2012-13 FEDERAL BUDGET WRAP
|Last night the Treasurer handed down his fifth Federal Budget and managed to deliver a surplus – just. The Government is projecting a $1.5bn surplus for 2012-13 on the back of a $44bn deficit in the current financial year – a turnaround that will be partly funded through $33.6bn in Budget savings. |
The Government is calling this a “traditional" Labor Budget, commentators prefer the term “Robin Hood" Budget” – either way it is appears to be a very political budget framed to provide the most assistance to lower and middle income earners.
The Treasurer has taken away things we were promised but never had, such as the reduced tax on interest income, the standard work-related tax deduction and the cut to the company tax rate – all recommendations of the Henry Tax Review. Instead the Budget has delivered a no-strings yet means-tested “Schoolkids Bonus” of up to $820 for each child in secondary school and $410 for those in primary school, as well as further boosts to hand-outs and welfare payments to help cushion household budgets in the lead up to the 2013 election.
There was some good news for small business with a confirmation of the business carry-back of losses and implementation from 2012-13 of the instant asset write-off.
Below is an outline of the major announcements.
No changes to personal tax rates for Australian residents
The Treasurer did not announce any changes to the tax rates legislated as part of the carbon tax bills to apply from 1 July 2012 (see Boyce e-Newsletter Issue 2 | 2012 for details).
Tax changes for non-residents
Non-residents will pay more income tax with those earning below $80,000 to be taxed at 32.5% from 1 July 2012, rising to 33% from 1 July 2015.
Non-residents will also no longer have access to the 50% CGT discount on capital gains accrued after 7.30pm (AEST) on 8 May 2012. The CGT discount will remain available for capital gains that accrued prior to this time where non-residents choose to obtain a market valuation of assets as at 8 May 2012.
Standard tax deduction and discount for interest income – both scrapped
The Government reneged on an earlier promise by announcing it would not proceed with the standard tax deduction for work-related expenses, saying that it is instead implementing other simplification measures such as increasing the tax-free threshold to $18,200 from 1 July 2012.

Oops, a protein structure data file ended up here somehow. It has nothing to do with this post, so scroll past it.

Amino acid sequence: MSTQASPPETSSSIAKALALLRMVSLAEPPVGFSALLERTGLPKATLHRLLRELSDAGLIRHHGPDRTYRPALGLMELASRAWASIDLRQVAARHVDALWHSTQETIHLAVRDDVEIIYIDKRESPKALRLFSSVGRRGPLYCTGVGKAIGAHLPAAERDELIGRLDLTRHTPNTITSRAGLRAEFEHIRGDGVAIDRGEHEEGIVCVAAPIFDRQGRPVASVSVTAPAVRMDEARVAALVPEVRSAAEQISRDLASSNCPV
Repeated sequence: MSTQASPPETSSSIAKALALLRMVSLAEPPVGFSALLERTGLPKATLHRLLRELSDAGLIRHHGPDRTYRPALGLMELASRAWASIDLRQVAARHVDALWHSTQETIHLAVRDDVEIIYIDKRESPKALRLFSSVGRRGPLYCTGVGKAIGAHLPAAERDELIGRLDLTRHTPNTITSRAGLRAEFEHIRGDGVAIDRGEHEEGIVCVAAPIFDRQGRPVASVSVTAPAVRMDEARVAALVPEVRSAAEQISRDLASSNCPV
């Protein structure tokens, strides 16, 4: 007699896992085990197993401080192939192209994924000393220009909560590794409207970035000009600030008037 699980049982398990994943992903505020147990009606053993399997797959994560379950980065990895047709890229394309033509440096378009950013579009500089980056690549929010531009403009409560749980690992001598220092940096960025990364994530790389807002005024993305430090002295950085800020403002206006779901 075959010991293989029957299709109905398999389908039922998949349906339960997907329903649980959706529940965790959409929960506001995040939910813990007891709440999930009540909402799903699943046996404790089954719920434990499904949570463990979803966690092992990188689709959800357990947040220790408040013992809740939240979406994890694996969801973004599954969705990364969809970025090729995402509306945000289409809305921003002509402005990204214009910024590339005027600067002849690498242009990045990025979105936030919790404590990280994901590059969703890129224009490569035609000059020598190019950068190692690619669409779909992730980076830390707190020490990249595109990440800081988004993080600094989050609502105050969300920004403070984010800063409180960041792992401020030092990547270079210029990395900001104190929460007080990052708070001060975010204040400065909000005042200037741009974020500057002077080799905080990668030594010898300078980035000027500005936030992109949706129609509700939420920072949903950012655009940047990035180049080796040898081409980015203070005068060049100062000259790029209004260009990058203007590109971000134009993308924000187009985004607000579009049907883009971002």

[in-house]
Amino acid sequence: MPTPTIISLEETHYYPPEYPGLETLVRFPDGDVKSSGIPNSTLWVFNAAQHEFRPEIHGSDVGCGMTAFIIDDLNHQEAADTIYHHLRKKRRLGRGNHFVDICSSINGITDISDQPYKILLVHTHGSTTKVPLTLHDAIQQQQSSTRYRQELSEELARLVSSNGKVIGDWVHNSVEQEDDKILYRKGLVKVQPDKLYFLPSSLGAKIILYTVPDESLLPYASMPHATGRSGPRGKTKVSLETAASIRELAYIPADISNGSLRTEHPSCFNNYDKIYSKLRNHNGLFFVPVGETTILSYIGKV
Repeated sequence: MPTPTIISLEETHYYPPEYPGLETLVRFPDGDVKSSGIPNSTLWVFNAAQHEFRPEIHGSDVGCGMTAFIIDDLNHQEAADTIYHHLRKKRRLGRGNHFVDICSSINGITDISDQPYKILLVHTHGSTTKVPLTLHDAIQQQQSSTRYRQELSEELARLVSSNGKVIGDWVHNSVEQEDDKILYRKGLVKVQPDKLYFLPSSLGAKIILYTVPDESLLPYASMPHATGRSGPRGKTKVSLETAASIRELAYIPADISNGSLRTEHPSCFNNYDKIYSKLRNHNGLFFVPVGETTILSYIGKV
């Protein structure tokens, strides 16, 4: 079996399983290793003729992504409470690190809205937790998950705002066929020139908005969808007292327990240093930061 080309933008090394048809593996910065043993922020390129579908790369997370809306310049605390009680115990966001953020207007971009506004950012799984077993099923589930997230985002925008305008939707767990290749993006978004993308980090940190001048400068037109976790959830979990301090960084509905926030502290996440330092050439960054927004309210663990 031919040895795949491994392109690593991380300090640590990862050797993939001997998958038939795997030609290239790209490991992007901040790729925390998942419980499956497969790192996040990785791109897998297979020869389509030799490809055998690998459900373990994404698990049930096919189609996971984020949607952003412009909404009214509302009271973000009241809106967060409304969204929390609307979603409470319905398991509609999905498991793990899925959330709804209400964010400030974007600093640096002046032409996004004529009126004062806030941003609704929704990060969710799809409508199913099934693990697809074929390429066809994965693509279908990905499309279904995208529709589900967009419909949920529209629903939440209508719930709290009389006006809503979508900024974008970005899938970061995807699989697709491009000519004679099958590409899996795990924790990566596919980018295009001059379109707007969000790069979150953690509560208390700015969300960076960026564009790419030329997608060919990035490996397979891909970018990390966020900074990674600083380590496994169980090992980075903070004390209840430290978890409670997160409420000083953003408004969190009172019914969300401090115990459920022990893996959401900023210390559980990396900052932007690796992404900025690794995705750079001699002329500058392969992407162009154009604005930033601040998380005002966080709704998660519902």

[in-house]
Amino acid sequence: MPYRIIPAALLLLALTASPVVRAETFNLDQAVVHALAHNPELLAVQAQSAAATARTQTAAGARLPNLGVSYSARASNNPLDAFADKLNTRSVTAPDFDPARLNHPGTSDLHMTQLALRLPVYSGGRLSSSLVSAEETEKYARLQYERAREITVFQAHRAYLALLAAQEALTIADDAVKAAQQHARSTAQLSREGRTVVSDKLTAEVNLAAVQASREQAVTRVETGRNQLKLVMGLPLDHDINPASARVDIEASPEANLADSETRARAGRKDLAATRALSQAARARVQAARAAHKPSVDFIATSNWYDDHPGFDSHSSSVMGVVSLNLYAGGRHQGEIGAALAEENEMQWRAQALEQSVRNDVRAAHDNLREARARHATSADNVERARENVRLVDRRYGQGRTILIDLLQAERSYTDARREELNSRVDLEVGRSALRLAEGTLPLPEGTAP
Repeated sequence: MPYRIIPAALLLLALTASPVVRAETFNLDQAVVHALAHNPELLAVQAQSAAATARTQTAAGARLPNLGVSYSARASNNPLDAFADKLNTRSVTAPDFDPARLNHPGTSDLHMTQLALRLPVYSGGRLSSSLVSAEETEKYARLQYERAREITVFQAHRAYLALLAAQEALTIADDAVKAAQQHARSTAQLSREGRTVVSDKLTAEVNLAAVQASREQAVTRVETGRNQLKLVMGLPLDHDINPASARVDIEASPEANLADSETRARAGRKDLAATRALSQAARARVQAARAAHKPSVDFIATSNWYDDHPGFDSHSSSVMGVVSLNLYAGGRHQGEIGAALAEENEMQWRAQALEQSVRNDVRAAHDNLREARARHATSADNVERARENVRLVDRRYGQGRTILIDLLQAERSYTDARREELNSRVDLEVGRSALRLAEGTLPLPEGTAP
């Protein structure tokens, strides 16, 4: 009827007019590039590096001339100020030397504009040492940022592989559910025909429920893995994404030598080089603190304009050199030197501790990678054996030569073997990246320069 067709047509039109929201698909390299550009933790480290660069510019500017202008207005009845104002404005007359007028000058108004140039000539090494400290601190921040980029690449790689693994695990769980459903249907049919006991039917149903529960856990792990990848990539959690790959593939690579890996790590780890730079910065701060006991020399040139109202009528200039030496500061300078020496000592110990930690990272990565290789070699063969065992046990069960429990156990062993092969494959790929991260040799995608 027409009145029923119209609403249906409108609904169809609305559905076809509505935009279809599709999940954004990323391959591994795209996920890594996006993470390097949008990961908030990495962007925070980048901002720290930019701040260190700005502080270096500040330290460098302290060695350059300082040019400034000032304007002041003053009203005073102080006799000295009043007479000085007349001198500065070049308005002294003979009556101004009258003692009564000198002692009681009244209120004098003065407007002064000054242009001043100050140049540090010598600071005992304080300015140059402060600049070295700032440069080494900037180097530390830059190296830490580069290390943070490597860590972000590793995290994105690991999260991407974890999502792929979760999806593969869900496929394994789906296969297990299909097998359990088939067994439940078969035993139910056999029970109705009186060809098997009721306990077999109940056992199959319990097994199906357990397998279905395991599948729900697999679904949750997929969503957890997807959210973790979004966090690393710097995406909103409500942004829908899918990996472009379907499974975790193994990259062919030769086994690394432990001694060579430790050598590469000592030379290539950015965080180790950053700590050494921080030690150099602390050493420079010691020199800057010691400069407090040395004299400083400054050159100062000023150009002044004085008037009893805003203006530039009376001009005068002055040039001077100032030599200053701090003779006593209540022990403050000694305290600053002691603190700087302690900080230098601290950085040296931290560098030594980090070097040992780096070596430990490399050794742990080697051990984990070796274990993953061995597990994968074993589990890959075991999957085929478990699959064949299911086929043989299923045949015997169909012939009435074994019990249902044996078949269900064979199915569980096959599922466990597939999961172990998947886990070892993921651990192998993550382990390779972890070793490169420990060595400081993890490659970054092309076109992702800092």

The Treasurer also said that the Government will not be proceeding with the 2010-11 Budget announcement of a 50% discount on the assessability of interest income which was to commence on 1 July 2013.
No-strings Schoolkids Bonus and Family Tax Part A to increase
In one of the many pre-Budget announcements, the Prime Minister revealed that the Government would make a no-strings cash payment to families of school aged children – to be called the Schoolkids Bonus. This automatic payment will replace the Education Tax Refund and parents will not be required to substantiate expenditure.
This measure will deliver to families in receipt of Family Tax Benefit Part A, a bonus of $410 for each child in primary school and $820 for each secondary school child.
The Opposition has cynically labelled the decision to make the first Schoolkids Bonus payment to families in June 2012 rather than post 1 July 2012 “an accounting fiddle” to help protect the Government’s surplus next year. It is also critical that there is no requirement by the Government for parents to spend the money on education expenses.
Increases to Family Tax Benefit Part A will mean up to $300 per annum extra for families with one child and up to $600 per annum for families with two or more children, effective from 1 July 2013.
Mature Age Worker Offset phased out
The Government will phase out the mature age worker tax offset (MAWTO) from 1 July 2012 for taxpayers born on or after 1 July 1957. Access to the MAWTO will be maintained for taxpayers who are aged 55 years or older in 2011-12.
To assist older Australians who wish to continue to work, the Government will provide a Jobs Bonus to employers who recruit and retain a worker aged 50 or over for three months.
Flood and cyclone levy exemptions expanded
The Budget papers confirmed the Treasurer’s announcement on May 6 that people who suffered flood damage in 2012 will be made exempt from the flood and cyclone levy that applies for the 2011-12 financial year. Anyone who was eligible to receive the Australian Government Disaster Relief Payment (AGDRP) will be exempt from the levy, even if they did not apply or receive the payment.
The flood and cyclone levy is still scheduled to cease on 30 June 2012.
Medical Expense Offset to be means tested
The Government will means test the medical expenses tax offset from 1 July 2012.
Currently the medical expense tax offset or rebate for 2011-12 is 20% of the excess over $2,060. This is indexed annually to CPI.
The Government has announced that for people with taxable incomes above $84,000 for singles and $168,000 for couples or families, the threshold above which a taxpayer may claim the medical expense offset will be increased to $5,000 (indexed annually). In addition the rate of reimbursement will be reduced to 10% for eligible out-of-pocket expenses.
Higher income earners may see this as something of a double-hit when taken with other health-related changes such as the income test on private health insurance rebates. People with incomes below the thresholds will be unaffected.
Company tax cut canned
The Government will not proceed with the measure to lower the company tax rate by 1% from the 2013-14 income year, nor implement an early start to the company tax rate cut for small businesses from the 2012-13 income year. This measure was initially sold as the business community’s ‘dividend’ from the mining tax.
The Treasurer justified the Government’s back-flip by saying that it was clear that the proposed company tax rate cut would not be supported in the Parliament.